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There's an NPOV issue with this article, and I don't really have the fluency in Buddhism to rewrite it. It sounds like this is being proposed as the ultimate truth on the concept of "desire," rather than Buddhism's take on it. StellarFury 05:37, 20 March 2006 (UTC)

This is a cogent and pertinent criticism, even 7 years later. The article reads like religious instruction and it is devoid of neutral context. (talk) —Preceding undated comment added 07:26, 6 November 2013 (UTC)

Extensive discussion of the concepts of Tanha and addiction developed at Talk:Addiction, Buddhist Definition of.


I got here following my clicking on a link clearly labled "craving" in the "Online pornography addiction" article.

Typing "craving" in the search bar takes you to this page, while it should probably direct to the same page as "crave." Chachilongbow 22:15, 28 October 2007 (UTC)

Agreed and redirected. Richard001 (talk) 05:09, 4 February 2008 (UTC)

愛 =/= Craving[edit]

I have some dispute with the notion that 愛 is equivalent of tanha. Can someone cite where in the Sanskrit agamas that this term was used to translate tanha, or provide a clear etymology for this Chinese character that links the two? My understanding of 愛 is that it means love, though not necessarily in the erotic sense (other characters are used there). Second, with regard to passions and craving, Japanese Mahayana Buddhism, probably through Chinese Buddhism, uses the term bonbū (凡夫) instead. This is describing one who is caught up in passions and cravings. --Ph0kin (talk) 22:03, 23 August 2008 (UTC)

Hi Ph0kin - In case it might be of use, here's a link to the edit that inserted the Mahayana translations into this article: 21:30, 1 May 2006. You may want to invite originating editor to comment here or on their talk page. (Also, FWIW, here's the Chinese wiki page related to the character: .) Hope this might help. Best, Larry Rosenfeld (talk) 02:54, 24 August 2008 (UTC)

"Taṇhā is far-reaching and covers all desire..."[edit]

Thanks so much for your contributions to Buddhist ideas. To my thinking the above quote (along with the rest of the sentence) might be improved. In both both the Theravadin and Mahayana Abhidhamma traditions, there is a kind of desire that is ethically variable or indeterminate. I am looking at the Abhidammatta Sangaha, by Acariya Anuruddha (translation revised and edited by Bhikkhu Bodhi, along with an explanatory guide by U Rewata Dhamma & Bhikkhu Bodhi.) This is published by BPS Pariyatti Editions, Seattle. In this book, the mental factors that are neither wholesome nor unwholesome are called "Ethically Variable." Number 13 is Chanda, also translated as desire. In the commentary (page 82): "Chanda here means desire to act (kattu-kamata), that is to perform an action or achieve some result. This kind of desire must be distinguished from desire in the reprehensible sense, that is, from lobha, greed and raga, lust. Whereas the latter terms are invariably unwholesome, chanda is an ethically variable factor which, when conjoined with wholesome concomitants, can function as the virtuous desire to achieve a worthy goal. The characteristic of chanda is desire to act, its function is searching for an object, its manifestation is need for an object and that same object is its proximate cause. It should be regarding as the stretching forth of the mind's hand towards the object." To my mind it is quite possible to have a wholesome desire rooted in non-hatred or non-greed or wisdom (e.g., to teach the dhamma, or feed a hungry person) without being caught in tanha.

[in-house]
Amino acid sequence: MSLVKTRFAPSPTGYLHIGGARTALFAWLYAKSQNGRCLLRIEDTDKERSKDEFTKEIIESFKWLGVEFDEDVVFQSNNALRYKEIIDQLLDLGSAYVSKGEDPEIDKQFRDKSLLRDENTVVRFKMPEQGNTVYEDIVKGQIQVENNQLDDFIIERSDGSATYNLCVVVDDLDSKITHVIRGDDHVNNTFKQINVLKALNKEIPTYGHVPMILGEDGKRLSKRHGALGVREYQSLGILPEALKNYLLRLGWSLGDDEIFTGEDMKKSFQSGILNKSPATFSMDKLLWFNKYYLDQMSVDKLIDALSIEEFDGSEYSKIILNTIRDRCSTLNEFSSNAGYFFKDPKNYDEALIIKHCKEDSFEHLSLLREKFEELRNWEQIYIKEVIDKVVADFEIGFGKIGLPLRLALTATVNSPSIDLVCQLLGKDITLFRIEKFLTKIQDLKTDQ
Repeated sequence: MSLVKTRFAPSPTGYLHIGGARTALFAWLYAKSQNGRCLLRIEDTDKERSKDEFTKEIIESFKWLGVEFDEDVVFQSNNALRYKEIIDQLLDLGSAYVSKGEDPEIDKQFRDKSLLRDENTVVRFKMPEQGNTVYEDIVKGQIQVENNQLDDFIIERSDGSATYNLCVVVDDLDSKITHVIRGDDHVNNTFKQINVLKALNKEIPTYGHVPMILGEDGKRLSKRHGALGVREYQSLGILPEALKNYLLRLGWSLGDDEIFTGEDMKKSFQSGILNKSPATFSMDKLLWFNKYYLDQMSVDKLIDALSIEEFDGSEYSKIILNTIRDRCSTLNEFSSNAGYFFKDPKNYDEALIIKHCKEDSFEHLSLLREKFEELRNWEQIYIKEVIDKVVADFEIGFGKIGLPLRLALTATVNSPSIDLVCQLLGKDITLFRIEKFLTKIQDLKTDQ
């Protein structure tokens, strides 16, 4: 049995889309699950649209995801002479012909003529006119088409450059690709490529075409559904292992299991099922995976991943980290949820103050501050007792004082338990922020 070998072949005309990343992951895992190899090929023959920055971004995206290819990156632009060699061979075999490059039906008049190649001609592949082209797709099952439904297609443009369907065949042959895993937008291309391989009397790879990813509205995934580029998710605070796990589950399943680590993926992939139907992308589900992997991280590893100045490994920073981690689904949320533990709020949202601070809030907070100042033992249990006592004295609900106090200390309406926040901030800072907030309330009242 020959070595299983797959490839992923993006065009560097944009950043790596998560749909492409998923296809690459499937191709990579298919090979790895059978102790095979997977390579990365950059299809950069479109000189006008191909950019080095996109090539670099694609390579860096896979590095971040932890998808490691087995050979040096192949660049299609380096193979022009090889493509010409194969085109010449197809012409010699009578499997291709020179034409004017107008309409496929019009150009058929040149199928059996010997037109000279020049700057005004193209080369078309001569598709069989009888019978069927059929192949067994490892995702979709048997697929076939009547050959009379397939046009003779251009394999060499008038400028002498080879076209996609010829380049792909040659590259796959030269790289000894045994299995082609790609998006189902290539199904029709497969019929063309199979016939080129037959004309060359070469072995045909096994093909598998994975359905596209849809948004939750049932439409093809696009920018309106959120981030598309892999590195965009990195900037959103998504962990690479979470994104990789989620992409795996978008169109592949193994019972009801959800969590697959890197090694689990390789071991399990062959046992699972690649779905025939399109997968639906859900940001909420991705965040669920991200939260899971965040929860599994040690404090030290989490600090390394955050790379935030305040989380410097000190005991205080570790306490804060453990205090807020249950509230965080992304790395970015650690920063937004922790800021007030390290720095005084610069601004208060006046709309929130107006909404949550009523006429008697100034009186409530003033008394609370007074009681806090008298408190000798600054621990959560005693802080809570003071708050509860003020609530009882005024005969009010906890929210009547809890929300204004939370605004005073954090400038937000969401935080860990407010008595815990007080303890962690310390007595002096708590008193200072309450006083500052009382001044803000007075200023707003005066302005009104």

I would not edit the page, but would like to put this out as a thought. metta, dennis --Routerdog (talk) 17:33, 18 January 2009 (UTC)—Preceding unsigned comment added by Routerdog (talkcontribs) 17:22, 18 January 2009 (UTC)

I've added this info on chanda to the article Chanda (Buddhism). - Dorje108 (talk) 03:36, 22 December 2011 (UTC)
I think the discussion is perhaps obscuring the meaning of the concept of Taṇhā, which seems more like the impulse towards an object, rather than desire itself. Without desire, we would not eat or drink, and thus cease to be... without desire, as the Dalai Lama has said, there would be no idea of a path, or anyone trying to follow one (more abstract notions of there being no path aside). Taṇhā is therefore it's own thing, without specific translation in this context, but which we all struggle with every moment. That impulse to obtain or avoid which occurs, and which is attempted to be fulfilled blindly by those remaining in delusion. So although Taṇhā is linked with desire, it is not desire, nor the object of any desire.. it is that momentary impulse that drives us towards a desire. If we then form our intention around that desire, we make ourselves vulnerable to frustration and anxiety. If, on the other hand, we form intention based upon none of these things, and Taṇhā is acknowledged but not acted upon, then we are less vulnerable.Knomegnome (talk) 01:30, 7 September 2012 (UTC)